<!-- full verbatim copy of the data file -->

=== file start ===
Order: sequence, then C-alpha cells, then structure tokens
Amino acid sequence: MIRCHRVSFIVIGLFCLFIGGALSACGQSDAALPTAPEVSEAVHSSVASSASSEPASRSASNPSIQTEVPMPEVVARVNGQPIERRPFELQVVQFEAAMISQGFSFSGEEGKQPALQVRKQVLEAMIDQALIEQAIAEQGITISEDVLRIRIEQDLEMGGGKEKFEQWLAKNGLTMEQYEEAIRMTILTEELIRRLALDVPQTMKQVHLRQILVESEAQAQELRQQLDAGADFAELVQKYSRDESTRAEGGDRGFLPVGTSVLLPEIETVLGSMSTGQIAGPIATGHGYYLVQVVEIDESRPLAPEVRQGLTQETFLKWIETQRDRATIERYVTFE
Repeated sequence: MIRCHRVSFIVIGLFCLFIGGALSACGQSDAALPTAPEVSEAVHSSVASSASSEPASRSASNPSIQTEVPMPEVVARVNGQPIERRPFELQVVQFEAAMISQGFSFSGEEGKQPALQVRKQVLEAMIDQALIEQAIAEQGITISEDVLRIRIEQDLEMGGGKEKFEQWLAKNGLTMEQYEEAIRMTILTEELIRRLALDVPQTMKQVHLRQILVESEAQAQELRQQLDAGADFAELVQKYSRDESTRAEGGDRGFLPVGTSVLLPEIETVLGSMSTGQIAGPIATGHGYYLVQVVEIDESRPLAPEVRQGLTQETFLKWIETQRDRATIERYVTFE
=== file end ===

Order: sequence, then C-alpha cells, then structure tokens
Amino acid sequence: MIRCHRVSFIVIGLFCLFIGGALSACGQSDAALPTAPEVSEAVHSSVASSASSEPASRSASNPSIQTEVPMPEVVARVNGQPIERRPFELQVVQFEAAMISQGFSFSGEEGKQPALQVRKQVLEAMIDQALIEQAIAEQGITISEDVLRIRIEQDLEMGGGKEKFEQWLAKNGLTMEQYEEAIRMTILTEELIRRLALDVPQTMKQVHLRQILVESEAQAQELRQQLDAGADFAELVQKYSRDESTRAEGGDRGFLPVGTSVLLPEIETVLGSMSTGQIAGPIATGHGYYLVQVVEIDESRPLAPEVRQGLTQETFLKWIETQRDRATIERYVTFE
Repeated sequence: MIRCHRVSFIVIGLFCLFIGGALSACGQSDAALPTAPEVSEAVHSSVASSASSEPASRSASNPSIQTEVPMPEVVARVNGQPIERRPFELQVVQFEAAMISQGFSFSGEEGKQPALQVRKQVLEAMIDQALIEQAIAEQGITISEDVLRIRIEQDLEMGGGKEKFEQWLAKNGLTMEQYEEAIRMTILTEELIRRLALDVPQTMKQVHLRQILVESEAQAQELRQQLDAGADFAELVQKYSRDESTRAEGGDRGFLPVGTSVLLPEIETVLGSMSTGQIAGPIATGHGYYLVQVVEIDESRPLAPEVRQGLTQETFLKWIETQRDRATIERYVTFE